As reported by Kingfish, Councilman Quentin Whitwell moved that Occupy Jackson be allowed to protest in accordance with the original permit issued by the permit department. Whitwell stated that requiring the protesters to follow the original permit was consistent with good “law and order.” That evidently set off General Taliaferro Lumumba as he compared Whitwell to former racist Mississippi Gov. Theodore Bilbo. Kingfish has the video here.
It’s no great shock to the DJT that Taliaferro Lumumba showed his butt tonight. After all, he’s made a life of acting like a clown. In fact, we could probably devote an entire blog to TaliaferroLumumba acting like a fool. It’s also no great surprise that Taliaferro Lumumba would sympathize with the occupiers, as his own seditious proclivities support a complete occupation of the entire southeastern United States.
What we do find shocking is that gutless SoJack Councilman Tony Yarber, who was chairing the meeting, did not smack Taliaferro Lumumba down when he made the remark. In most Legislative bodies, comparing a colleague to the likes of Bilbo would result in a rebuke from the chair. But Tony Yarber is apparently too much of a coward to stand up to TaliaferroLumumba. Rather than rule Taliaferro Lumumba out of order, he shouted down Whitwell when he tried to object to the remarks. Disgraceful.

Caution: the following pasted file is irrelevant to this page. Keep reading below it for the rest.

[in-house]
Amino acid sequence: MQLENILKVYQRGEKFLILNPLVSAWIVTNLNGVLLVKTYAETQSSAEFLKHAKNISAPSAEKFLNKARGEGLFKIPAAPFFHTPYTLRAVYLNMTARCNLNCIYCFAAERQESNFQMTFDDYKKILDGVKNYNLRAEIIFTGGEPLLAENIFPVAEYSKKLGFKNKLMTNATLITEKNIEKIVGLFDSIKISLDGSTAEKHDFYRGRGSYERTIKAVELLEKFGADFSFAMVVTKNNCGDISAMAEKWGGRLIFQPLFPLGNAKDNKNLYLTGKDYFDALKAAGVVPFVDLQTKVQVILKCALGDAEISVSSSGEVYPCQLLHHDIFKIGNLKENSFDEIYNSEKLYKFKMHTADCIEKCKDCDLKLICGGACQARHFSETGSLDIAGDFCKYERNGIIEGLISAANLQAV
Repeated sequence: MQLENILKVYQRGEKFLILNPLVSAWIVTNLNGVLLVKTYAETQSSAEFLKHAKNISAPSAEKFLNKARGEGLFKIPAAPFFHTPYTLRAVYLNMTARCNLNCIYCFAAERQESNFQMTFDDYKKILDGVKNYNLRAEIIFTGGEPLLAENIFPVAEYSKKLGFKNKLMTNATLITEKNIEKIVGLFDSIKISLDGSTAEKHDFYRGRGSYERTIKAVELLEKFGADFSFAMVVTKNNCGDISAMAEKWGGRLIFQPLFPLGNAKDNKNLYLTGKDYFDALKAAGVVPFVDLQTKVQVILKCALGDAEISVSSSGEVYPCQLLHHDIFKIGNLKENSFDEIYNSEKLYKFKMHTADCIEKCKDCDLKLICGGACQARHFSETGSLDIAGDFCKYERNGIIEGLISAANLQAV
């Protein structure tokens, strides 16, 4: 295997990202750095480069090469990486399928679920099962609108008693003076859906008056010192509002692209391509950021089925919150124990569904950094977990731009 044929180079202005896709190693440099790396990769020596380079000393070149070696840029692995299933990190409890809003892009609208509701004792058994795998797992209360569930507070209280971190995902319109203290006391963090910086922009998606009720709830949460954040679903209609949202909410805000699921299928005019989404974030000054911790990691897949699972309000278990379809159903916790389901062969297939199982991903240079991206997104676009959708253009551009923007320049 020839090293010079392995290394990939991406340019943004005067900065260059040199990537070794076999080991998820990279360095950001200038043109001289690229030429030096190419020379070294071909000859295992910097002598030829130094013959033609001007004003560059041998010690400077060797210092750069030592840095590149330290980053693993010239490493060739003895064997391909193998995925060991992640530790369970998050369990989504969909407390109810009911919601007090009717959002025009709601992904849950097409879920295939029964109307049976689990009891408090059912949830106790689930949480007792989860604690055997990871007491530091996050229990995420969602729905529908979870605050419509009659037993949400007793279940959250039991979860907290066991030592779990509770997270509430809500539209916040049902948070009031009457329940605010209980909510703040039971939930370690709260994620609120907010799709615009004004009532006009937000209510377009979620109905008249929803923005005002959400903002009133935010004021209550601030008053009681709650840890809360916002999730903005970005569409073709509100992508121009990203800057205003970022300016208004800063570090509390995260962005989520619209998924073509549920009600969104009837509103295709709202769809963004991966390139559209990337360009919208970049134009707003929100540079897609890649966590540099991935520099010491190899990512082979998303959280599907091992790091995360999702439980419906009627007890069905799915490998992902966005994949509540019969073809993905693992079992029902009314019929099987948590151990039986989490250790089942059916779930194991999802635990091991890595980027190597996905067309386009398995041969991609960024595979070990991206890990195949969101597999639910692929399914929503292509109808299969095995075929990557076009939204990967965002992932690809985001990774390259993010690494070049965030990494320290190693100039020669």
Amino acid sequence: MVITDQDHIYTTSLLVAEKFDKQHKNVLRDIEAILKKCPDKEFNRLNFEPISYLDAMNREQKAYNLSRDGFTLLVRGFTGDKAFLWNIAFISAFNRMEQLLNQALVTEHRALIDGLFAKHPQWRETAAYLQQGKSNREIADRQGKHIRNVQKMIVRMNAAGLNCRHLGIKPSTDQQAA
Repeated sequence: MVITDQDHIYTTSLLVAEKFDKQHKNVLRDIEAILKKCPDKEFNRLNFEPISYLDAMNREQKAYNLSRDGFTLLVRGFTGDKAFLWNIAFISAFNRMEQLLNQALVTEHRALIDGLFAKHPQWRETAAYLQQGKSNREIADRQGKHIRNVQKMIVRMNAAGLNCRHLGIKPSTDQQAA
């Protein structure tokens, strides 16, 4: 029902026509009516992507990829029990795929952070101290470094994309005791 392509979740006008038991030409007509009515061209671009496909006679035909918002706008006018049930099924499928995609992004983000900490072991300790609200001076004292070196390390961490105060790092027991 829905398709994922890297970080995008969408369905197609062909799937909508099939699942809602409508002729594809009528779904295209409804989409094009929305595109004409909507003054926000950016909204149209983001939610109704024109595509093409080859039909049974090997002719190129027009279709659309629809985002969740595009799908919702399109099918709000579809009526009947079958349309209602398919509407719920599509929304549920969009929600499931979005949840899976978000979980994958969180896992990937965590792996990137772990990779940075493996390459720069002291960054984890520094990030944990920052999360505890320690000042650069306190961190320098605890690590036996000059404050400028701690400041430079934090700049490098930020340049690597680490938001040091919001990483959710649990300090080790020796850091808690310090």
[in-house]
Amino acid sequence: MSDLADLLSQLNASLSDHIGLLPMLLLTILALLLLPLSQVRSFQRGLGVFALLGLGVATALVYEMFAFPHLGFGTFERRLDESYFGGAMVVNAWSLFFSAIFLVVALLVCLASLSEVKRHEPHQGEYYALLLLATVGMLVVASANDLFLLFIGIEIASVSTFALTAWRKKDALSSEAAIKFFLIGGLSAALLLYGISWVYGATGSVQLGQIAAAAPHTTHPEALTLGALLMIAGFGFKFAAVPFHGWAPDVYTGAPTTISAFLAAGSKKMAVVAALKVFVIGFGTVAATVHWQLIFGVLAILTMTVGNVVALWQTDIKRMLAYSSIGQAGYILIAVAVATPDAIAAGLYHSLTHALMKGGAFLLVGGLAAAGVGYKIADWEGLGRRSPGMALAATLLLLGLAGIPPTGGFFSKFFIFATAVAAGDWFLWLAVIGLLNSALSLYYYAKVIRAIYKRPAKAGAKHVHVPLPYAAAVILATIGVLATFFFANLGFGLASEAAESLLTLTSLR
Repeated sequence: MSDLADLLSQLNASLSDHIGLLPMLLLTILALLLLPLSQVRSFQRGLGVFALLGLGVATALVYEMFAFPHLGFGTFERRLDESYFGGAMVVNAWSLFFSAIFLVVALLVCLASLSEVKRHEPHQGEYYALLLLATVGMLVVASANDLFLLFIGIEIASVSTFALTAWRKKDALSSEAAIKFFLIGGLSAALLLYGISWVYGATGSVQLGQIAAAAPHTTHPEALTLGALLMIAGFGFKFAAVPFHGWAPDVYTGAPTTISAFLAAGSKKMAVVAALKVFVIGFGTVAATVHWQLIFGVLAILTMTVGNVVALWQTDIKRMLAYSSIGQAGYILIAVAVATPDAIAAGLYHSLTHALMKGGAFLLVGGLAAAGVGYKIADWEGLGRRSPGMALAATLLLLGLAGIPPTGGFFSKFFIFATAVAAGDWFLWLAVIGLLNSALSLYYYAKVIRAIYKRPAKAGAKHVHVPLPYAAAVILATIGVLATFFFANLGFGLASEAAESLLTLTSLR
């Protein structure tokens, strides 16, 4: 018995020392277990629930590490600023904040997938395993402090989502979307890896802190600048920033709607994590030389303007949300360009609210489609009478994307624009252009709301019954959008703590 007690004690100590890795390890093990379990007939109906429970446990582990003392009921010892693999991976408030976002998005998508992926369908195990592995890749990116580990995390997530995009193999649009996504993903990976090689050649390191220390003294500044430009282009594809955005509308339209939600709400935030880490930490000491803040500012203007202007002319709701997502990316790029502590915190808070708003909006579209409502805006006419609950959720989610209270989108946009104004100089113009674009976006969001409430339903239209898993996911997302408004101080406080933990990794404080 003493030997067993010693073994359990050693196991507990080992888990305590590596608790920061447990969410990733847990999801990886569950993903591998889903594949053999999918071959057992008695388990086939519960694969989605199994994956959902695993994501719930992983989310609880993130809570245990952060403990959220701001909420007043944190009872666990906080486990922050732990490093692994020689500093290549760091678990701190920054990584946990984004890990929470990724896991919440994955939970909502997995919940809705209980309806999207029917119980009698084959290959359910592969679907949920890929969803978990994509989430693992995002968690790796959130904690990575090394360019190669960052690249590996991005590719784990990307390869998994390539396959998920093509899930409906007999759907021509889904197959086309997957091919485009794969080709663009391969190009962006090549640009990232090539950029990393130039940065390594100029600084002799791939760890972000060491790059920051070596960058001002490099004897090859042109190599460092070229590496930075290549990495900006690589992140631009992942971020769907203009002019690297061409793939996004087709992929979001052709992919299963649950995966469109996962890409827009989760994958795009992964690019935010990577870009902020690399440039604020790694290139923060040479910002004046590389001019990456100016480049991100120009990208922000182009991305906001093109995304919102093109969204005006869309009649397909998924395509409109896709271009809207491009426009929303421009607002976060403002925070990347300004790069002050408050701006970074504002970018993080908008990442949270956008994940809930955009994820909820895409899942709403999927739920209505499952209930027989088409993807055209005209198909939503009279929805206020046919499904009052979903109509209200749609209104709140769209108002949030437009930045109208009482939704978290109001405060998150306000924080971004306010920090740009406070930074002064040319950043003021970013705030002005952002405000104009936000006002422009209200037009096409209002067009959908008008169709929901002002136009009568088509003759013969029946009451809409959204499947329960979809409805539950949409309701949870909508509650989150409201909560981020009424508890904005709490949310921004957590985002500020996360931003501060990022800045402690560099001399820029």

The exchange between the two councilman is in the video posted below. Councilman Tony Yarber presided over the meeting and talked over Mr. Whitwell’s objections, ordering him to be quiet. Just watch. The Bilbo reference is at 4:48.
**Councilman Whitwell is sitting on far left in video. Chokwe Lumumba is sitting to his left.**
Pay Attention America! News you may have missed: Chokwe Lumumba elected mayor of Jackson, Mississippi
Excerpt from above Link:
Lumumba is a lifelong leader in the Black liberation movement. He is associated with the view that there is an oppressed Black Nation in the Black Belt South that has a right to self-determination. He is a co-founder and leader of the Malcolm X Grassroots Movement, which describes itself as “an organization of Afrikans in America/New Afrikans whose mission is to defend the human rights of our people and promote self-determination in our community.”